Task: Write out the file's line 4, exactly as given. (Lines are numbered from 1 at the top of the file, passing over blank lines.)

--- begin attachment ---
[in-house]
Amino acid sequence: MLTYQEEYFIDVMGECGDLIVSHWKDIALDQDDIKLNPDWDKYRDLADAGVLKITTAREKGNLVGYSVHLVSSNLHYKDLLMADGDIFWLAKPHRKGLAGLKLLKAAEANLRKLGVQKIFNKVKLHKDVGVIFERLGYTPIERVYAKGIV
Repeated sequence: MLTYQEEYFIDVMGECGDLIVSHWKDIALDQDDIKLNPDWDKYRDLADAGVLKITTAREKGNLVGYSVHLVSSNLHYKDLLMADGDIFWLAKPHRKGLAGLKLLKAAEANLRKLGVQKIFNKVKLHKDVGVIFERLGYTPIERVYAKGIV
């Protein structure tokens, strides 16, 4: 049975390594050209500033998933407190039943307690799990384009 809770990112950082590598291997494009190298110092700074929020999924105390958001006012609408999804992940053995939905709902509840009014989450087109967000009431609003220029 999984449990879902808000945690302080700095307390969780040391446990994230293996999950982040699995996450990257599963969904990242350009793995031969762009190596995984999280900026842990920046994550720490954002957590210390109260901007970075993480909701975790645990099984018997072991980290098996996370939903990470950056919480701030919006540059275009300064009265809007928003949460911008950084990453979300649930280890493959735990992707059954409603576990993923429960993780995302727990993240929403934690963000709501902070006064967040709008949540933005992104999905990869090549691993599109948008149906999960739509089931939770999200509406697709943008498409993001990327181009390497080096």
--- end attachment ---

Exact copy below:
């Protein structure tokens, strides 16, 4: 049975390594050209500033998933407190039943307690799990384009 809770990112950082590598291997494009190298110092700074929020999924105390958001006012609408999804992940053995939905709902509840009014989450087109967000009431609003220029 999984449990879902808000945690302080700095307390969780040391446990994230293996999950982040699995996450990257599963969904990242350009793995031969762009190596995984999280900026842990920046994550720490954002957590210390109260901007970075993480909701975790645990099984018997072991980290098996996370939903990470950056919480701030919006540059275009300064009265809007928003949460911008950084990453979300649930280890493959735990992707059954409603576990993923429960993780995302727990993240929403934690963000709501902070006064967040709008949540933005992104999905990869090549691993599109948008149906999960739509089931939770999200509406697709943008498409993001990327181009390497080096």